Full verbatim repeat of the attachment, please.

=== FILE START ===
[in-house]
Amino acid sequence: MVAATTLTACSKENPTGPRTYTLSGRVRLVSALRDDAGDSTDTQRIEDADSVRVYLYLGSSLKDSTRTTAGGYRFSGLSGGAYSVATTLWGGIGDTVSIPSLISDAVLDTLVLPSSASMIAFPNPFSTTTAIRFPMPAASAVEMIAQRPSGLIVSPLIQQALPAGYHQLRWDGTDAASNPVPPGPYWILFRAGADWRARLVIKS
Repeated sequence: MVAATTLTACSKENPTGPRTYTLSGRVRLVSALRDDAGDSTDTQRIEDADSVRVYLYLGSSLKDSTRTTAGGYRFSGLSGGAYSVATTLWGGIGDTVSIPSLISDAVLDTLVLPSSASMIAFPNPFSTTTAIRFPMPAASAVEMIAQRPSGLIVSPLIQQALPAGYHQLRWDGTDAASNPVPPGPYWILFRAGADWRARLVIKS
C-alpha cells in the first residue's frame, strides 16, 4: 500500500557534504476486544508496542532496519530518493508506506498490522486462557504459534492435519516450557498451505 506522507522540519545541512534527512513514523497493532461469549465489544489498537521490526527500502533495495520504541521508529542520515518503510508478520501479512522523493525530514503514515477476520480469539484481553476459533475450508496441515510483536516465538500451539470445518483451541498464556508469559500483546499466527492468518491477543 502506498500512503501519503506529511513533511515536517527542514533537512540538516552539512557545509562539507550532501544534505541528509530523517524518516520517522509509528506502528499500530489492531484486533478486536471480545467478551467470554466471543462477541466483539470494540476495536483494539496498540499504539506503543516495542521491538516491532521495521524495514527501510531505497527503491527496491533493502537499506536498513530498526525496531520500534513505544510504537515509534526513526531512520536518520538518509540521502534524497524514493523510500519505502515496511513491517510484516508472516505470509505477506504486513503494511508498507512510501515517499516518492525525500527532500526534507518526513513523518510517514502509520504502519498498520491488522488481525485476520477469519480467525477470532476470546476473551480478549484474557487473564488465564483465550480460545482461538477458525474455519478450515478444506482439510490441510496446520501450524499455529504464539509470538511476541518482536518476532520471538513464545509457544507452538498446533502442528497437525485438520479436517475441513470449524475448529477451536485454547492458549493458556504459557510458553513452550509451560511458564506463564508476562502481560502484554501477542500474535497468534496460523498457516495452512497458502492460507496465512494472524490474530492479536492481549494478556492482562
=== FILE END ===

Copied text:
[in-house]
Amino acid sequence: MVAATTLTACSKENPTGPRTYTLSGRVRLVSALRDDAGDSTDTQRIEDADSVRVYLYLGSSLKDSTRTTAGGYRFSGLSGGAYSVATTLWGGIGDTVSIPSLISDAVLDTLVLPSSASMIAFPNPFSTTTAIRFPMPAASAVEMIAQRPSGLIVSPLIQQALPAGYHQLRWDGTDAASNPVPPGPYWILFRAGADWRARLVIKS
Repeated sequence: MVAATTLTACSKENPTGPRTYTLSGRVRLVSALRDDAGDSTDTQRIEDADSVRVYLYLGSSLKDSTRTTAGGYRFSGLSGGAYSVATTLWGGIGDTVSIPSLISDAVLDTLVLPSSASMIAFPNPFSTTTAIRFPMPAASAVEMIAQRPSGLIVSPLIQQALPAGYHQLRWDGTDAASNPVPPGPYWILFRAGADWRARLVIKS
C-alpha cells in the first residue's frame, strides 16, 4: 500500500557534504476486544508496542532496519530518493508506506498490522486462557504459534492435519516450557498451505 506522507522540519545541512534527512513514523497493532461469549465489544489498537521490526527500502533495495520504541521508529542520515518503510508478520501479512522523493525530514503514515477476520480469539484481553476459533475450508496441515510483536516465538500451539470445518483451541498464556508469559500483546499466527492468518491477543 502506498500512503501519503506529511513533511515536517527542514533537512540538516552539512557545509562539507550532501544534505541528509530523517524518516520517522509509528506502528499500530489492531484486533478486536471480545467478551467470554466471543462477541466483539470494540476495536483494539496498540499504539506503543516495542521491538516491532521495521524495514527501510531505497527503491527496491533493502537499506536498513530498526525496531520500534513505544510504537515509534526513526531512520536518520538518509540521502534524497524514493523510500519505502515496511513491517510484516508472516505470509505477506504486513503494511508498507512510501515517499516518492525525500527532500526534507518526513513523518510517514502509520504502519498498520491488522488481525485476520477469519480467525477470532476470546476473551480478549484474557487473564488465564483465550480460545482461538477458525474455519478450515478444506482439510490441510496446520501450524499455529504464539509470538511476541518482536518476532520471538513464545509457544507452538498446533502442528497437525485438520479436517475441513470449524475448529477451536485454547492458549493458556504459557510458553513452550509451560511458564506463564508476562502481560502484554501477542500474535497468534496460523498457516495452512497458502492460507496465512494472524490474530492479536492481549494478556492482562